Garlic/onion/ginger/turmeric
Many farmers will be going for onion in winter. Almost everyone will be going for it. This is not such a bad thing anyway because currently we are importing onions from South Africa.

What we need to do is to find ways of preserving the onion so that around this time next year we are able to take them to the market and make money.

What is key, however, is that farmers must go for the varieties that can be dried. There are also electrical driers on the market that farmers can use to preserve their crop.

However, farmers are encouraged to try other crops like garlic. If you can do onion, then you certainly can do other tubers like garlic, ginger and turmeric.

These crops enjoy a niche market that is not flooded. The other thing is that they can be easily stored for better market days.

While ginger and turmeric take six months to reach maturity, winter is the best time to nurse them as they require a dark room and damp temperatures to shoot.

Green mealies/sweetcorn/baby corn
Right now most maize in the field is already dry. This would be the most ideal time for those with water sources to try out green mealies.

These are usually sold before they dry either for the braai or cooking.

Done in the right time, green mealies have a good return on investment.

They also need to be done in huge numbers.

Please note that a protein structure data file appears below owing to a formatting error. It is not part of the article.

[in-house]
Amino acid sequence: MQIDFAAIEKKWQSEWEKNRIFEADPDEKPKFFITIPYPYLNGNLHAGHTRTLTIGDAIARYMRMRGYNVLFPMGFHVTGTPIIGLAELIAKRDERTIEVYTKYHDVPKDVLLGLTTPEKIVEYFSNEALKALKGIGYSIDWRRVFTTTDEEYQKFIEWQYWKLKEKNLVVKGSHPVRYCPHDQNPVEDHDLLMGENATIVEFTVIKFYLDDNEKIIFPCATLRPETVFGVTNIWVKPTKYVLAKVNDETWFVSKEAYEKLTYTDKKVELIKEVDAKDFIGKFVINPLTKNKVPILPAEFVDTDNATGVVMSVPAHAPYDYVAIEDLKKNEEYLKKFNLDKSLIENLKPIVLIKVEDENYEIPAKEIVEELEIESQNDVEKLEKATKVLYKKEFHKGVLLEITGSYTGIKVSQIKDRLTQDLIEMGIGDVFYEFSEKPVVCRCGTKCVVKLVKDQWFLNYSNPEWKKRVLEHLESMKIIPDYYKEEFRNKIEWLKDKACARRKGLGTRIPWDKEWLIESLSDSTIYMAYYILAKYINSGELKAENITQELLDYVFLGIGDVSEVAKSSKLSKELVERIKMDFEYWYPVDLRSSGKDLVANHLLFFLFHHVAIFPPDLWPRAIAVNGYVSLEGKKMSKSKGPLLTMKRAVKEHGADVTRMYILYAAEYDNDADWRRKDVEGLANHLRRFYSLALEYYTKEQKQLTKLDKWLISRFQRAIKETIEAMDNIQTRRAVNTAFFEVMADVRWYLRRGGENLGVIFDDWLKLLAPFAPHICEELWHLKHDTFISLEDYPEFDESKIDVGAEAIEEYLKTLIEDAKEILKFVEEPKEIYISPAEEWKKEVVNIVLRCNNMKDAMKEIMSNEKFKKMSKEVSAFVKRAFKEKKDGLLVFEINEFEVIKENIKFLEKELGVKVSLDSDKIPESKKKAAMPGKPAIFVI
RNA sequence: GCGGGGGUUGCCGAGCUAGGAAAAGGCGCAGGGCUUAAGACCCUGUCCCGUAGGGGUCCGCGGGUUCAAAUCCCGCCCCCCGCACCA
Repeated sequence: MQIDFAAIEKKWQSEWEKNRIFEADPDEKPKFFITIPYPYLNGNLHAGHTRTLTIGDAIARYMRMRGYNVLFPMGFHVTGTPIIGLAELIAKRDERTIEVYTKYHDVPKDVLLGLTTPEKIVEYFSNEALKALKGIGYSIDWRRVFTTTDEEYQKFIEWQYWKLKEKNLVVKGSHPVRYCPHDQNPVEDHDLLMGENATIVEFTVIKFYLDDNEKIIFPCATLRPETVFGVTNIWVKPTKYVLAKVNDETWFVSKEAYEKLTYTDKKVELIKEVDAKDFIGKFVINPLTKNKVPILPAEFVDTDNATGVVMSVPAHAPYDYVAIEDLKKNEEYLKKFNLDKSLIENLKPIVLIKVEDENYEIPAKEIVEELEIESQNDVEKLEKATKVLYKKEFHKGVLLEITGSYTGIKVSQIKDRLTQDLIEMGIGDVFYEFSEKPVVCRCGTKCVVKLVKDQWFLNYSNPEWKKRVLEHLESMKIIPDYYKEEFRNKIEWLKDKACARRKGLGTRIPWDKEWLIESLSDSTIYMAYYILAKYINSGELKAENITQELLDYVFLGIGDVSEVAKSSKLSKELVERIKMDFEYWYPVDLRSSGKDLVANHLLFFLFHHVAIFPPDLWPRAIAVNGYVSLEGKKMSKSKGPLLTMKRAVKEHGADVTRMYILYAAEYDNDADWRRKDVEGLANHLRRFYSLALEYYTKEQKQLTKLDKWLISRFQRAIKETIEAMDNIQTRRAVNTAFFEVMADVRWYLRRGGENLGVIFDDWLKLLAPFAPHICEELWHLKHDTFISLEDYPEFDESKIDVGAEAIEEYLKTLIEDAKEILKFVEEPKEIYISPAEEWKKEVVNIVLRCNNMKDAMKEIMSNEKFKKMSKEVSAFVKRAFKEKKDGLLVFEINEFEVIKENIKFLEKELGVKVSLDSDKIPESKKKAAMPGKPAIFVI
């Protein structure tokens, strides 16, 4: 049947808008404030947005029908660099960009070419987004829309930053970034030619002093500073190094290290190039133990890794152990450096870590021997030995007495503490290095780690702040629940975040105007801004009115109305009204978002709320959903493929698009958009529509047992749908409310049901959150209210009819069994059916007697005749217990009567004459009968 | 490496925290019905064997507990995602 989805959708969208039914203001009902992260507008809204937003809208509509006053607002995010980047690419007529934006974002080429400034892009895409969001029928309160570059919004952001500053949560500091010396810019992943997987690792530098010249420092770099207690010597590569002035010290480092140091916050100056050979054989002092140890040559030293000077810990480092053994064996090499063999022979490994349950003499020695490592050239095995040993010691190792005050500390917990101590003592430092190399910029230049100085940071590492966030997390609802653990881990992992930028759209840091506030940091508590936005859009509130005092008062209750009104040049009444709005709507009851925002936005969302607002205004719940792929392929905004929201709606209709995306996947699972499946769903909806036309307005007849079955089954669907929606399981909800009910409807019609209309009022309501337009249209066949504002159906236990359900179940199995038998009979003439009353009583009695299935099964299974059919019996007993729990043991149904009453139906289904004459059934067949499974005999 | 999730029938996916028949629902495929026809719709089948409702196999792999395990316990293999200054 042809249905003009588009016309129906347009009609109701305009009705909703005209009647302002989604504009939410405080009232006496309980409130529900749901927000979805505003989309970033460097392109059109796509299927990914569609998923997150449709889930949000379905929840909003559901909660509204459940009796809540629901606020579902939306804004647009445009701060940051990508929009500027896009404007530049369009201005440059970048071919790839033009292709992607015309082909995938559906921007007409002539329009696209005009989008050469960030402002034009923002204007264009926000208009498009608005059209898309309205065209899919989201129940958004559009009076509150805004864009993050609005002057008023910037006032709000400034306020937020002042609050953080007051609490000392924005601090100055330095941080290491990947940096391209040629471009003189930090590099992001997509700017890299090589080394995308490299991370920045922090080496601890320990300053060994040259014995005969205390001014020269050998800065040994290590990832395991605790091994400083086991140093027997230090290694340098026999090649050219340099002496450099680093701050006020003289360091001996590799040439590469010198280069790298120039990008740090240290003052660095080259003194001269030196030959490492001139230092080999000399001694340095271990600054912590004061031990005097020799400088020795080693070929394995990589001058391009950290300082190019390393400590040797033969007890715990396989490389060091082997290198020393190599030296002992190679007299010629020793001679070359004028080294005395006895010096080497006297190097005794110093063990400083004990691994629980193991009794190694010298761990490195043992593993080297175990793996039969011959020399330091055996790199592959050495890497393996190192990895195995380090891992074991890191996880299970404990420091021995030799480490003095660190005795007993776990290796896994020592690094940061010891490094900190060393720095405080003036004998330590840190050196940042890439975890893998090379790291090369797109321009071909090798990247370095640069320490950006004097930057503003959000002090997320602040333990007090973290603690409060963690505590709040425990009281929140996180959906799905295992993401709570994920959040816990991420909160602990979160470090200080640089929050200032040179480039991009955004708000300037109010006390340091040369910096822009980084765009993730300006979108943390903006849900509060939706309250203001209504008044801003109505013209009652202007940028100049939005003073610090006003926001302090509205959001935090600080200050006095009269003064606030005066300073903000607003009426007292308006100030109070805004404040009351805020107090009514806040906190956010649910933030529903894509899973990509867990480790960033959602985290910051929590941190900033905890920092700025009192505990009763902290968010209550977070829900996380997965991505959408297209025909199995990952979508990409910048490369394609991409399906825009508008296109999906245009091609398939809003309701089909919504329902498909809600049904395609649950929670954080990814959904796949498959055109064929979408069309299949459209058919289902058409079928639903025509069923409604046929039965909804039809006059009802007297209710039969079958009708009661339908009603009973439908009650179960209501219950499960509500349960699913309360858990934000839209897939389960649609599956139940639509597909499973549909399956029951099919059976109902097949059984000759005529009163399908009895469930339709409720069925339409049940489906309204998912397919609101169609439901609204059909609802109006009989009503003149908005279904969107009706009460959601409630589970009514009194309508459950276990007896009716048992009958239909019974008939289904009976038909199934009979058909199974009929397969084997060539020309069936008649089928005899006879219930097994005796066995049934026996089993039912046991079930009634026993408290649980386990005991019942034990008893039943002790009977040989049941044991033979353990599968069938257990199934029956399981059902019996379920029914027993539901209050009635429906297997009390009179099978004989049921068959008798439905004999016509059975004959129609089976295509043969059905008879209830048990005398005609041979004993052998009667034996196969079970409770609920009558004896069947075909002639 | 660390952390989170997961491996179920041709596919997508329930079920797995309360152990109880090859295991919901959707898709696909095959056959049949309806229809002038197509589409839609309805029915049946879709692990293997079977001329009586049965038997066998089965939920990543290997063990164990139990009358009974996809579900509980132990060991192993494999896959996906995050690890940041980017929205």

Sweet corn and baby corn are also crops that are frost resistant provided that they are done earlier so that when the frost comes they will already be nearing maturity.

These crops have a niche market as well and can even be exported.

They hardly flood the market and are largely consumed by the affluent.

Animal husbandry
As we come out for the rainy season animals become more sexually active. Farmers need not be reminded that at the core of animal husbandry business is sex.

This is the time to make sure that the bulls are well fed, de hoofed and always washed. The best breeds must also be given the first chance to mate with the females.

If it means separating them and selecting the best for the best, this is the right time to be doing so.

That way, 6-9 months later you will be having very good results

Conclusion
The farming season for this year has started on a bad note with erratic rains. However, not all hope is lost; there is light at the end of the tunnel. We still have eight more months to go and there is so much that can be done to regain momentum. What is important right now is to make sure that one does the right thing at the right time to avoid further losses.

There are so many crops that can be grown in winter that can give farmers good relief.

There is the pea’s family of sugar snaps, mangetout, green valley, Michigan among others that have not been discussed.

In fact there is so much more that farmers can do to get themselves on their feet.

  • Gwabanayi is a practising journalist and a farmer in his own right. — 0772 865 703 or gwabanayi@gmail.com